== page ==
Samoa’s new golden girl, Feagaiga Stowers, is not just a Commonwealth Games Champion. She is an overcomer and a conqueror of unimaginable odds.
But that wasn’t always the case.
Several years ago, Stowers’ young life hit a snag. The victim of abuse, she was among the survivors of sexual violence who sought refuge and given a second chance at life at the Samoa Victim Support Group (S.V.S.G.).
She entered the Campus of Hope “shy and hopeless.”
Well that girl was not the one the world saw at Carrara Sports and Leisure Centre at the Gold Coast on Monday night.
When she stepped up to the competition platform in front of thousands at the stadium and millions watching from around the world, 17-year-old was smiling and confident, nailing the performance of a lifetime.
Stowers was up against the heavy favourite, New Zealand transgender athlete Laurel Hubbard. But the blessings were on her side.
When Hubbard bowed out with an injury, victory was for Stowers to take.
She went on to manage 140kg in the clean and jerk, giving her a total of 253kg.
And the rest is history.
During the medal presentation, she cried as the “Samoa tula’i” national anthem rang out loud and proud inside the stadium. Those tears came from a deep place, she knows what she has been through to get to where she is today.
Yesterday, the President of the Samoa Victim Support Group, Siliniu Lina Chang, congratulated Stowers.
“Congratulations and best wishes Feagaiga. We are so proud of you,” Siliniu said in a statement.
“When the news of Samoa’s Commonwealth Golden girl Feagaiga reached us, we were humbled by the extent of her determination to rise up, by her resilience to see hope in her talent, by her successful reintegration."
“Fegaiga has come a long way from a shy and hopeless survivor to a champion that she is today. And this is the practicality of the rehabilitation programmes at the Campus of Hope, home to Feagaiga for the last five years where she was nurtured to recovery.”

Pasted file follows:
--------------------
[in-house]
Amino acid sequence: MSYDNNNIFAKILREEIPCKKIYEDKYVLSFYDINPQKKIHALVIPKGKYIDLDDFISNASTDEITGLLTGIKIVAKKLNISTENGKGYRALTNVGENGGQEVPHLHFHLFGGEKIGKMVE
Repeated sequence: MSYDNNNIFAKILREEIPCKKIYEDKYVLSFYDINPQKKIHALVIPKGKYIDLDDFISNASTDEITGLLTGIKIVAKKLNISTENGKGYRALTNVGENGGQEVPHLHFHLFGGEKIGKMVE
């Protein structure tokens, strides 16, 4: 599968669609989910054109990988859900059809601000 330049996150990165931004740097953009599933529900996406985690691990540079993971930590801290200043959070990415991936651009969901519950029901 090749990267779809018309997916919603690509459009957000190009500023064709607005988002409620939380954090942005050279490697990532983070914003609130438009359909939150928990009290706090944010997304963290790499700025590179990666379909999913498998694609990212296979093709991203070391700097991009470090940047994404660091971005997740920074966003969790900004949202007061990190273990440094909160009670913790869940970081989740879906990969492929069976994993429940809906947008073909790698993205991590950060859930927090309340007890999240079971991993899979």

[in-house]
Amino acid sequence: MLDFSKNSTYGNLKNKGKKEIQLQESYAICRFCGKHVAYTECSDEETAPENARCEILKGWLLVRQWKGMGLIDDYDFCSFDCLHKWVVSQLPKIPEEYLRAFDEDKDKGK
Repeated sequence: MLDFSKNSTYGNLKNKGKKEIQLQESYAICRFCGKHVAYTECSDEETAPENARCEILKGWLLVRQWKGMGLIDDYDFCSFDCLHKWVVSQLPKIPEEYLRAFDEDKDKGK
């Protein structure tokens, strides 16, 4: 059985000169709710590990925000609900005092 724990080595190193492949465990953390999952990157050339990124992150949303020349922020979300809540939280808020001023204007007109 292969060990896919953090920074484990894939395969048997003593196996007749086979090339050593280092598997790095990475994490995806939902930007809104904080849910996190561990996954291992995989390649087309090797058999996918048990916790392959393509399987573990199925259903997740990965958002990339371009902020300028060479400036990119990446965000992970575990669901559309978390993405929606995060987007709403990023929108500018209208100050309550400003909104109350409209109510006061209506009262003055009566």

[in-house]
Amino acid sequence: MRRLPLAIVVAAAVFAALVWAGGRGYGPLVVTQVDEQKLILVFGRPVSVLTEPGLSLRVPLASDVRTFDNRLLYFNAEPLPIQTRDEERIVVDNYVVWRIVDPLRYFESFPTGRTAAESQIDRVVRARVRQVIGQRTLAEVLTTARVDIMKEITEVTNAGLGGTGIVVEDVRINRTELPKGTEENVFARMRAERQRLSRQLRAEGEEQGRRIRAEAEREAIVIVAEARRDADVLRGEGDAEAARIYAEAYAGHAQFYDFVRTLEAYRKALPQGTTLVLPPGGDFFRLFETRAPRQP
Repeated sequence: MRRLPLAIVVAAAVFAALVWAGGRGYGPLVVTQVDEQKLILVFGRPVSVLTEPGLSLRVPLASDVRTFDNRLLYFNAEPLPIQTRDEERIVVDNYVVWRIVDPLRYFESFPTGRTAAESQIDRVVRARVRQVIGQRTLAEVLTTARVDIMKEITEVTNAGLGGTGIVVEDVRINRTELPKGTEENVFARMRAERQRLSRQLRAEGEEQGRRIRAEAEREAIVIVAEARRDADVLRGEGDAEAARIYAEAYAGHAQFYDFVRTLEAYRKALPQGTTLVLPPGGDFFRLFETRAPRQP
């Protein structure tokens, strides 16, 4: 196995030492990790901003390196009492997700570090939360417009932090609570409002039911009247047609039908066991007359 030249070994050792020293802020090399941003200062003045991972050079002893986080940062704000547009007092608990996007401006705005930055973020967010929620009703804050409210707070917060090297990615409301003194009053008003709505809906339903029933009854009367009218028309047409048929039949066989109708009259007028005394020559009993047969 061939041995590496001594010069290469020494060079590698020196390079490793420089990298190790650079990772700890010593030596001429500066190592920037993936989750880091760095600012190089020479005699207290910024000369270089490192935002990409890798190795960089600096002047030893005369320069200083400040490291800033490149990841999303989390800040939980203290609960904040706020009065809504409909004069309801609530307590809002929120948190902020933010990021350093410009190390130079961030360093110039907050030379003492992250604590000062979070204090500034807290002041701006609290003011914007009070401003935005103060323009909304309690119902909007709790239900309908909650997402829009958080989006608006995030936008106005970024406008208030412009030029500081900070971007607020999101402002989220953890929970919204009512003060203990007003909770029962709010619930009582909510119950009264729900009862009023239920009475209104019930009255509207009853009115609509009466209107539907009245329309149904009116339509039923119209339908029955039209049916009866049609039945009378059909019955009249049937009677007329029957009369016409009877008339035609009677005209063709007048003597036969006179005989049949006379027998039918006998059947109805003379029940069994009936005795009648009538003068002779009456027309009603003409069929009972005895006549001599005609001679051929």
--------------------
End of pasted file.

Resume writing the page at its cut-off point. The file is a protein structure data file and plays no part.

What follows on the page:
Siliniu said Stowers is a very unique individual.
“At the Campus of Hope, Feagaiga was not into singing, dancing, sewing or cooking, but through weightlifting, she found a way to release her anger and her sense of hopelessness."
“Under a partnership with the Samoa Weightlifting Federation in 2015, some of our girl survivors of violence took up weightlifting as part of their rehabilitation programme, included in them was Feagaiga. Thank you Tuaopepe Jerry Wallwork, President of the S.W.F. for your commitment to develop the talents of the girls in weightlifting."
“From the 2015 Commonwealth Youth Games in Apia to the 2016 Oceania Weightlifting Championship in Fiji to the Oceania Training Camp in New Caledonia, Feagaiga’s story of rehabilitation culminates with the Gold Medal at the 2018 Commonwealth Games."
“With confidence and determination, the once shy teenage girl is now a Champion in her own right; a survivor living life to the fullest outside of the Campus of Hope.”
When Stowers first took up weightlifting, she was offered a scholarship to attend a Training camp in New Caledonia.
“God has been so good to me,” she told the Samoa Observer at the time.
“This sport gave me a second chance in life and for that I am so grateful to the man who gave me hope and made me the person I am today Tuaopepe Jerry Wallwork."
“Before I was just this girl at the S.V.S.G searching of where to start from again but our coach gave me hope."
“I am now known to the world and I am now going to places and travelling the world, it’s something that I thought would never happen to me.”
Well she’s more than that of course.
She is a Commonwealth Games Champion, who will continue to beam as a ray of hope for young girls and women who might be going through what she had to overcome to get to where she is today.